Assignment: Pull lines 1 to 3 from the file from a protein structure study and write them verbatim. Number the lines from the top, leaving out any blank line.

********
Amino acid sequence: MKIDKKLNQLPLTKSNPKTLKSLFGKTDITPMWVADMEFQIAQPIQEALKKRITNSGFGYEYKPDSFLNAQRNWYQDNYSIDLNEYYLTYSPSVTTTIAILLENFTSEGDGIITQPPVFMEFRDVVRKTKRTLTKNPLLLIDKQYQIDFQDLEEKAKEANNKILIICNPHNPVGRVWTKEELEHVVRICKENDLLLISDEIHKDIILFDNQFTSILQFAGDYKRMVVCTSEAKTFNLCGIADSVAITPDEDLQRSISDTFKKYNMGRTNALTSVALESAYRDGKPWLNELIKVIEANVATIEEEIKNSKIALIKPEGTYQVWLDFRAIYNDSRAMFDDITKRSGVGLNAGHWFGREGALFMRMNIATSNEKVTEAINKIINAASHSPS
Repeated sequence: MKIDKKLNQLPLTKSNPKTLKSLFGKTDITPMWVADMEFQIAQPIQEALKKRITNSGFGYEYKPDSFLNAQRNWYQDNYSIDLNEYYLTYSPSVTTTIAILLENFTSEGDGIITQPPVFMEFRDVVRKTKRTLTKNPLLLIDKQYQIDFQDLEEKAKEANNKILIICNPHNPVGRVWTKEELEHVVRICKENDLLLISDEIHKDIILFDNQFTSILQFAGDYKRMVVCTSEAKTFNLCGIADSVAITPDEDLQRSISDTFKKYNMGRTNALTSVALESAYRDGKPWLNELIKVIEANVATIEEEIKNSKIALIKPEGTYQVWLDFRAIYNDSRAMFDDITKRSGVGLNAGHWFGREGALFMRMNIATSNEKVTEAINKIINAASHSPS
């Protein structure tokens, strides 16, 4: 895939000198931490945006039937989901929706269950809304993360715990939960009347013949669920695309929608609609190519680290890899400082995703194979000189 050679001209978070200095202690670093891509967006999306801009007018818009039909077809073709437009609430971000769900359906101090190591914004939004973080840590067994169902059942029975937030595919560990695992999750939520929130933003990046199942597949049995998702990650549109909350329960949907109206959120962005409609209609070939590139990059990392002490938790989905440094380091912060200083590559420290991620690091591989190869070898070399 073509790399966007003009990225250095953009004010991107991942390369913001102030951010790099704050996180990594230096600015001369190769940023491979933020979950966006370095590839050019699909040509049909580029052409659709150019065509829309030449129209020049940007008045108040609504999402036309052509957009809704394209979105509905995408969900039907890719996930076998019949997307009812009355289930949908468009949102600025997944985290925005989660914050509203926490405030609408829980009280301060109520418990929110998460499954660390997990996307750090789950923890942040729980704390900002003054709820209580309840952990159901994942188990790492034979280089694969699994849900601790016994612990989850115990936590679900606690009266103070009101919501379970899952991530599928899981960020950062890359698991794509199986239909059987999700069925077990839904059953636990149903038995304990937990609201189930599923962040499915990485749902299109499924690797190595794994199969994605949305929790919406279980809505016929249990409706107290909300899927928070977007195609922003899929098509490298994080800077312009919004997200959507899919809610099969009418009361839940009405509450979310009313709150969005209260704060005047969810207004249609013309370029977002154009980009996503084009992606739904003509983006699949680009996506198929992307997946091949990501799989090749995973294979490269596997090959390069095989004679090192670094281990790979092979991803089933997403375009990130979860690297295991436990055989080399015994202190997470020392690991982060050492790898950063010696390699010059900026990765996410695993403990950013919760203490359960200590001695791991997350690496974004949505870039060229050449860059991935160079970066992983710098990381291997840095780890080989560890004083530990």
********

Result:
Amino acid sequence: MKIDKKLNQLPLTKSNPKTLKSLFGKTDITPMWVADMEFQIAQPIQEALKKRITNSGFGYEYKPDSFLNAQRNWYQDNYSIDLNEYYLTYSPSVTTTIAILLENFTSEGDGIITQPPVFMEFRDVVRKTKRTLTKNPLLLIDKQYQIDFQDLEEKAKEANNKILIICNPHNPVGRVWTKEELEHVVRICKENDLLLISDEIHKDIILFDNQFTSILQFAGDYKRMVVCTSEAKTFNLCGIADSVAITPDEDLQRSISDTFKKYNMGRTNALTSVALESAYRDGKPWLNELIKVIEANVATIEEEIKNSKIALIKPEGTYQVWLDFRAIYNDSRAMFDDITKRSGVGLNAGHWFGREGALFMRMNIATSNEKVTEAINKIINAASHSPS
Repeated sequence: MKIDKKLNQLPLTKSNPKTLKSLFGKTDITPMWVADMEFQIAQPIQEALKKRITNSGFGYEYKPDSFLNAQRNWYQDNYSIDLNEYYLTYSPSVTTTIAILLENFTSEGDGIITQPPVFMEFRDVVRKTKRTLTKNPLLLIDKQYQIDFQDLEEKAKEANNKILIICNPHNPVGRVWTKEELEHVVRICKENDLLLISDEIHKDIILFDNQFTSILQFAGDYKRMVVCTSEAKTFNLCGIADSVAITPDEDLQRSISDTFKKYNMGRTNALTSVALESAYRDGKPWLNELIKVIEANVATIEEEIKNSKIALIKPEGTYQVWLDFRAIYNDSRAMFDDITKRSGVGLNAGHWFGREGALFMRMNIATSNEKVTEAINKIINAASHSPS
């Protein structure tokens, strides 16, 4: 895939000198931490945006039937989901929706269950809304993360715990939960009347013949669920695309929608609609190519680290890899400082995703194979000189 050679001209978070200095202690670093891509967006999306801009007018818009039909077809073709437009609430971000769900359906101090190591914004939004973080840590067994169902059942029975937030595919560990695992999750939520929130933003990046199942597949049995998702990650549109909350329960949907109206959120962005409609209609070939590139990059990392002490938790989905440094380091912060200083590559420290991620690091591989190869070898070399 073509790399966007003009990225250095953009004010991107991942390369913001102030951010790099704050996180990594230096600015001369190769940023491979933020979950966006370095590839050019699909040509049909580029052409659709150019065509829309030449129209020049940007008045108040609504999402036309052509957009809704394209979105509905995408969900039907890719996930076998019949997307009812009355289930949908468009949102600025997944985290925005989660914050509203926490405030609408829980009280301060109520418990929110998460499954660390997990996307750090789950923890942040729980704390900002003054709820209580309840952990159901994942188990790492034979280089694969699994849900601790016994612990989850115990936590679900606690009266103070009101919501379970899952991530599928899981960020950062890359698991794509199986239909059987999700069925077990839904059953636990149903038995304990937990609201189930599923962040499915990485749902299109499924690797190595794994199969994605949305929790919406279980809505016929249990409706107290909300899927928070977007195609922003899929098509490298994080800077312009919004997200959507899919809610099969009418009361839940009405509450979310009313709150969005209260704060005047969810207004249609013309370029977002154009980009996503084009992606739904003509983006699949680009996506198929992307997946091949990501799989090749995973294979490269596997090959390069095989004679090192670094281990790979092979991803089933997403375009990130979860690297295991436990055989080399015994202190997470020392690991982060050492790898950063010696390699010059900026990765996410695993403990950013919760203490359960200590001695791991997350690496974004949505870039060229050449860059991935160079970066992983710098990381291997840095780890080989560890004083530990």